For here were two things.  One of which of course was the record of a loving relationship, which is in itself uplifting, a cause for warm thoughts and happiness.  But what really got to me – and what still very much really gets to me – is that, this relationship having been struck by the death of the man,  the woman decided to say exactly what was in her heart, and to have it displayed on this bench for all to see.  Having been but moments before wading through a sea of conventional tributes and endearments – phrases that I too have had engraved onto loved ones’ tombstones –  I just loved the freshness and loving vibrance of this.

Its all simple, wonderful and straight from the heart, but MY BIG STRONG NORTHERNER really gets inside me and stirs me up – wow!  And the kisses too, simply so downright, so fundamentally, human.

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Normally I wouldn’t picture words like this from a cemetery, but they do strongly affect me, and having them placed so prominently on this seat, Jac wants others to see them too.  Now they will have a wider than anticipated audience.

And I may have almost got to meet Jac – for between the time when our service started, and the time after our service when I took these photos, someone had come and changed the flowers on the bench, replacing those going over with fresh blooms.  I should have loved to have had that encounter – and, without the slightest doubt, would have made my feelings about her words clear.  It would have been wonderful to meet her.

The first post in this series on chairs, which contains context and an image, can be found hereSubsequent posts are here: 2 3 4 5 6 7 8  9  10  .  Each will open in a new window.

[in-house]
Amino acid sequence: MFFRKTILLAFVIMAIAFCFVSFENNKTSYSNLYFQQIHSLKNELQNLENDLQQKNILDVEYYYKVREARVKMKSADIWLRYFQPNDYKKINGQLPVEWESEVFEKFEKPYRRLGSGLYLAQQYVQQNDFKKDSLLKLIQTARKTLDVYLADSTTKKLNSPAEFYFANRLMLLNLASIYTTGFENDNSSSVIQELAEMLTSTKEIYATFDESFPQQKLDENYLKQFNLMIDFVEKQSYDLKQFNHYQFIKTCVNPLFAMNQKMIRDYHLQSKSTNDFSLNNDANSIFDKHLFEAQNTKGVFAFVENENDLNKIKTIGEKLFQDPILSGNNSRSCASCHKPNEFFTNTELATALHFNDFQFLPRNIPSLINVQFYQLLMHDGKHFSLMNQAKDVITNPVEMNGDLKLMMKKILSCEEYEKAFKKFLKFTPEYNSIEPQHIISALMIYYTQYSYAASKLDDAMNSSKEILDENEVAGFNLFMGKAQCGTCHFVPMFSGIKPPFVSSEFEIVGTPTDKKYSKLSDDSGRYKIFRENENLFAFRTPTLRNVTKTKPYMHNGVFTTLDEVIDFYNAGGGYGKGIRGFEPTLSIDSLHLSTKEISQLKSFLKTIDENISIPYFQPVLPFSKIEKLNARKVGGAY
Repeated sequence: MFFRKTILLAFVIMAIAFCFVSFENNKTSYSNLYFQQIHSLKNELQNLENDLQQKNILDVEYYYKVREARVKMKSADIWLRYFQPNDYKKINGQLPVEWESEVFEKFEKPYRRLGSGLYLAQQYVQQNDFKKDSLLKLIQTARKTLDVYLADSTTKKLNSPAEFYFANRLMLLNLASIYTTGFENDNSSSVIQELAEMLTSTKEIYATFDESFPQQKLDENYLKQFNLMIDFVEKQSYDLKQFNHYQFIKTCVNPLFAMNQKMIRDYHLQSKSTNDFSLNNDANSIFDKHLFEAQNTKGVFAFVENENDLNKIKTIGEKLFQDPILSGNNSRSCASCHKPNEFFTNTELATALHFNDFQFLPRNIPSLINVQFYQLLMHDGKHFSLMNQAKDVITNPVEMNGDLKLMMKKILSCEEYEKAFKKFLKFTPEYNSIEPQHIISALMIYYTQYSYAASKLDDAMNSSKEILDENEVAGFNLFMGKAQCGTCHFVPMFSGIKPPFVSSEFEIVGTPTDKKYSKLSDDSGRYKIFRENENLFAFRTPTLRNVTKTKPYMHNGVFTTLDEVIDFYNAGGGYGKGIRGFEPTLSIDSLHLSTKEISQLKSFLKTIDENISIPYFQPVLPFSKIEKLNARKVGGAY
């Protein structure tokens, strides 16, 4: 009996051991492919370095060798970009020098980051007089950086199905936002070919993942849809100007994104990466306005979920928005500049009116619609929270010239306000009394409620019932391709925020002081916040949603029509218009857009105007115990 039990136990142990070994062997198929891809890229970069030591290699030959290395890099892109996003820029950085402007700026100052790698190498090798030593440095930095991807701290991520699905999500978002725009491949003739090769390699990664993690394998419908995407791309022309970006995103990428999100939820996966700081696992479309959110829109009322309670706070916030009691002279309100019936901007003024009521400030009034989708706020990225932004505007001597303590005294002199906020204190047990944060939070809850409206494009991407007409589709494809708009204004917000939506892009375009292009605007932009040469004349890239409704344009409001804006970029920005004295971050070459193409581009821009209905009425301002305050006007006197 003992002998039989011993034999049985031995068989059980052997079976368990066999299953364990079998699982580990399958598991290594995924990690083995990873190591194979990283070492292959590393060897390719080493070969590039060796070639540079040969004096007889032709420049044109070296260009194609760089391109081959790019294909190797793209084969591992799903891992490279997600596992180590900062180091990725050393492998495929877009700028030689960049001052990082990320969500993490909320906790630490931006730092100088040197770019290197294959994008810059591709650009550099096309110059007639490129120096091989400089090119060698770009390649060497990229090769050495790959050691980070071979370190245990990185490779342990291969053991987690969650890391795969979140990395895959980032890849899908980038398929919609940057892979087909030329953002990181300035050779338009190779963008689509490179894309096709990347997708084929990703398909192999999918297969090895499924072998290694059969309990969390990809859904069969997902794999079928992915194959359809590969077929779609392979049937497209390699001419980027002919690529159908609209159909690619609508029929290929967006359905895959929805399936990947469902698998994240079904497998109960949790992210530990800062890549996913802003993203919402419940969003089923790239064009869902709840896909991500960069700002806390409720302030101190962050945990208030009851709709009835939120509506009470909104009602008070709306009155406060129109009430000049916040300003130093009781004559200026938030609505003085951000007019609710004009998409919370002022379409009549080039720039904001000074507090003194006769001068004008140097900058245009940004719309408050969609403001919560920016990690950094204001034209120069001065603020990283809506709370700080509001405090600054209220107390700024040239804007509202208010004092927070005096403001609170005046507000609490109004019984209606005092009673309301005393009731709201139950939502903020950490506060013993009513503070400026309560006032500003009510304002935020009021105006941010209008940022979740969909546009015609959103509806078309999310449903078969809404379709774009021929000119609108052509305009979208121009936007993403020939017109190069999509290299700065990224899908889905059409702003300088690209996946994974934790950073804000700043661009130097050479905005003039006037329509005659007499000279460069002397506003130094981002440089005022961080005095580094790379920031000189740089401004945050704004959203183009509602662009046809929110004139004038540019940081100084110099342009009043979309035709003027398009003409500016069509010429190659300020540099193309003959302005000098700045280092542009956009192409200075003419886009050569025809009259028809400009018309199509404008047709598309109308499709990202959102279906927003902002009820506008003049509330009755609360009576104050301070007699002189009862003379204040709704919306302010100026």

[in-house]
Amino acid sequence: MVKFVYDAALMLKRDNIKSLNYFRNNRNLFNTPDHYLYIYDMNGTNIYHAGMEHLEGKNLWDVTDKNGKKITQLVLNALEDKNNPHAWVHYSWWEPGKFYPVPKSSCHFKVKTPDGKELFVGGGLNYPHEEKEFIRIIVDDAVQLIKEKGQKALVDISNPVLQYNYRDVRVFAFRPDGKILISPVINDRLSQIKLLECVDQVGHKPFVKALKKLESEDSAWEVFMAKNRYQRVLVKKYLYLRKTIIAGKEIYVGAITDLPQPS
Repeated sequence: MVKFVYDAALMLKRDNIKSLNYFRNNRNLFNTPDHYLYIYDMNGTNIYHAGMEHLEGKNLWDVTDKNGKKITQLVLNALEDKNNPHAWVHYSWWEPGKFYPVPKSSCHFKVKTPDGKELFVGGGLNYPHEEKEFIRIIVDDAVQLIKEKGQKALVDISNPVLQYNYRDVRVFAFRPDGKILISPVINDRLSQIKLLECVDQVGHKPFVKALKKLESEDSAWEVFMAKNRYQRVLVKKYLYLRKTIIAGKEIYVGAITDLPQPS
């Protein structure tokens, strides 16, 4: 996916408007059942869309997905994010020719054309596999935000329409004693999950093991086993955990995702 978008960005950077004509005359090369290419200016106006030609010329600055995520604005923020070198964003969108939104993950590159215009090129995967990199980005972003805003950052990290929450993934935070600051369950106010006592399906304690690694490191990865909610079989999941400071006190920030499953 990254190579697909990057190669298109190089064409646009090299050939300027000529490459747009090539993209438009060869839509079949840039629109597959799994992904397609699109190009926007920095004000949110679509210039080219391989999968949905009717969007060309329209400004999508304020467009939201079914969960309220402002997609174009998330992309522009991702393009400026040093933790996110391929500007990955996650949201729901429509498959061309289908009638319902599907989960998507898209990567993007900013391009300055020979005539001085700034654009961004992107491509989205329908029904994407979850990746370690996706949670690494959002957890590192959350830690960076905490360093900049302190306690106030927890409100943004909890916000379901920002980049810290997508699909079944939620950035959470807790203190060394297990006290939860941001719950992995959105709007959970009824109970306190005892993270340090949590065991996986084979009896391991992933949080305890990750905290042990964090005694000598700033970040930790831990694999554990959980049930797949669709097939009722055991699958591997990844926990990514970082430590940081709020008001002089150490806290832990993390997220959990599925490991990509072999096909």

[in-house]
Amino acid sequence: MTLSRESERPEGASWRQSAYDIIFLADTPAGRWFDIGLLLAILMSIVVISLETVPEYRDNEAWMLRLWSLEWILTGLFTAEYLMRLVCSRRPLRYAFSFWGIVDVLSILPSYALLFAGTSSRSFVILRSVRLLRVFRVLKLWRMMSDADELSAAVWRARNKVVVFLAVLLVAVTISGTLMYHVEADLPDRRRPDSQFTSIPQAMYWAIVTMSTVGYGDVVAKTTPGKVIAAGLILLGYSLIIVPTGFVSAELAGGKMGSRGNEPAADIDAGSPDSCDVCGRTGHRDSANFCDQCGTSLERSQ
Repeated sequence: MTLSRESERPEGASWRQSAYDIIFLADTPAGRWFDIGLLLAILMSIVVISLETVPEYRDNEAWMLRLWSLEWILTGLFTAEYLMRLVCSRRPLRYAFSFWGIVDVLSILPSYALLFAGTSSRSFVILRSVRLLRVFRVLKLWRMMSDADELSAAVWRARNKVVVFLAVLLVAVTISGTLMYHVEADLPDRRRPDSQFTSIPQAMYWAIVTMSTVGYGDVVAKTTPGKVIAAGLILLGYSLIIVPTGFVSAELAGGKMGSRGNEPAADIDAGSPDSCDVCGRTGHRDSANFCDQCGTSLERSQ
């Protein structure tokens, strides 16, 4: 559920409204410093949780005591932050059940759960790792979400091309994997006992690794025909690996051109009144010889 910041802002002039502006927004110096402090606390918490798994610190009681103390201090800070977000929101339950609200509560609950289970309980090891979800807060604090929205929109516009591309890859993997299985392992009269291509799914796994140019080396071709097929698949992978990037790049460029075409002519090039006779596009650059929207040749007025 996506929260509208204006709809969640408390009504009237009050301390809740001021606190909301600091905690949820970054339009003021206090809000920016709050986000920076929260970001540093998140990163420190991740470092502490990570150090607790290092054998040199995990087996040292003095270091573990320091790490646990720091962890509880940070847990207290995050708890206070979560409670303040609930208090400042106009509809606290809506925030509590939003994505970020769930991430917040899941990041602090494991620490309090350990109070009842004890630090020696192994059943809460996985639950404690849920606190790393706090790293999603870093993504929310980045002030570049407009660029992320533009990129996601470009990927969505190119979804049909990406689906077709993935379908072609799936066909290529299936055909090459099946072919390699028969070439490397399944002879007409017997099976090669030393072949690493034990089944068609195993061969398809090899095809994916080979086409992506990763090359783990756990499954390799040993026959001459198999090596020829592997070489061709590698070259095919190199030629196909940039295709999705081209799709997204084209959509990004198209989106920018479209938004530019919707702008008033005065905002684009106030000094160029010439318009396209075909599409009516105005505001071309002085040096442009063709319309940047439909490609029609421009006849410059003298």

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PEOPLE 306 – GOING TO WORK 40

 

 


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Three travellers on the upper deck of an early morning bus.

The woman beside the window is engrossed in a newspaper, her expression reacting – negatively, perhaps –  to the day’s news.  But the other two people – further into the shot and less clearly seen – appear more passive and preoccupied.  And the steaminess of the bus’s window is thick, almost opaque in places, and densely textured.

Those two people at the back get to me.  First, they can only be partly seen, its almost as if they are fading into the background – which brings thoughts about the dehumanising effects of some workplaces, and of the unnaturalness of lives spent commuting and working in cities.  And second, both of these people are staring fixedly ahead.  Are they somewhere far away in daydreams, or do they see something nearer at hand, closer ahead, in either the present time or in times soon to come?

Also, this blurred image is starting to look like some sort of painting or daub (more probably the latter), and when any photo does this I feel I’m getting somewhere.

Earlier images from this series can be found here: 1, 2, 3, 45, 6, 7, 8, 9, 10, 11, 1213, 14, 15, 16, 17, 18, 19, 20, 21, 22, 2324, 25, 26, 27, 28,  29, 30,  31,  32, 33  34  35  36 37  38 39 .  Each will open in a separate window.

Click onto the image to open a  larger version in a separate window, and click onto that image to enlarge it further – recommended >>> come on in, the grain is lovely!